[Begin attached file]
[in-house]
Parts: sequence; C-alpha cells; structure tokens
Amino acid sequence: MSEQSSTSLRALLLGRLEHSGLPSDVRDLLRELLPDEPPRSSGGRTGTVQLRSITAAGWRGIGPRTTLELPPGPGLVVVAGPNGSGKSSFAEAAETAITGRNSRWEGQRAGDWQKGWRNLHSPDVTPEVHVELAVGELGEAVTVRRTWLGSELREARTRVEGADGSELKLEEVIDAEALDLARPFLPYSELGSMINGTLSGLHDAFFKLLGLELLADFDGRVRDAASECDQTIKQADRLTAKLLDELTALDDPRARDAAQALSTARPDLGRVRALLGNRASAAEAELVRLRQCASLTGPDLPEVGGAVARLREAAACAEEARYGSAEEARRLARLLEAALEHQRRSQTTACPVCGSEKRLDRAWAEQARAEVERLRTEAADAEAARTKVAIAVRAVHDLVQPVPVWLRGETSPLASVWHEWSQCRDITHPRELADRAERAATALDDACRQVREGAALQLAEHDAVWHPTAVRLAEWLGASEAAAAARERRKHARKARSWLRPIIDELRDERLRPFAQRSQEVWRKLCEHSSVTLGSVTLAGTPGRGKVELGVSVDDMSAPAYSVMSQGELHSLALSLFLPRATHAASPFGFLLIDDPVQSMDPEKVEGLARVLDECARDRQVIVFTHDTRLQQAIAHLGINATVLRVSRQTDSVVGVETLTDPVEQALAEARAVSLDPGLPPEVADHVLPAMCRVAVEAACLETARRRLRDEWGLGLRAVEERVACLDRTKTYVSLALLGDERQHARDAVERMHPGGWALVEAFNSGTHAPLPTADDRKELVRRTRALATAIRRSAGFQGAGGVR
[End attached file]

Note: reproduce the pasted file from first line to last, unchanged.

[in-house]
Parts: sequence; C-alpha cells; structure tokens
Amino acid sequence: MSEQSSTSLRALLLGRLEHSGLPSDVRDLLRELLPDEPPRSSGGRTGTVQLRSITAAGWRGIGPRTTLELPPGPGLVVVAGPNGSGKSSFAEAAETAITGRNSRWEGQRAGDWQKGWRNLHSPDVTPEVHVELAVGELGEAVTVRRTWLGSELREARTRVEGADGSELKLEEVIDAEALDLARPFLPYSELGSMINGTLSGLHDAFFKLLGLELLADFDGRVRDAASECDQTIKQADRLTAKLLDELTALDDPRARDAAQALSTARPDLGRVRALLGNRASAAEAELVRLRQCASLTGPDLPEVGGAVARLREAAACAEEARYGSAEEARRLARLLEAALEHQRRSQTTACPVCGSEKRLDRAWAEQARAEVERLRTEAADAEAARTKVAIAVRAVHDLVQPVPVWLRGETSPLASVWHEWSQCRDITHPRELADRAERAATALDDACRQVREGAALQLAEHDAVWHPTAVRLAEWLGASEAAAAARERRKHARKARSWLRPIIDELRDERLRPFAQRSQEVWRKLCEHSSVTLGSVTLAGTPGRGKVELGVSVDDMSAPAYSVMSQGELHSLALSLFLPRATHAASPFGFLLIDDPVQSMDPEKVEGLARVLDECARDRQVIVFTHDTRLQQAIAHLGINATVLRVSRQTDSVVGVETLTDPVEQALAEARAVSLDPGLPPEVADHVLPAMCRVAVEAACLETARRRLRDEWGLGLRAVEERVACLDRTKTYVSLALLGDERQHARDAVERMHPGGWALVEAFNSGTHAPLPTADDRKELVRRTRALATAIRRSAGFQGAGGVR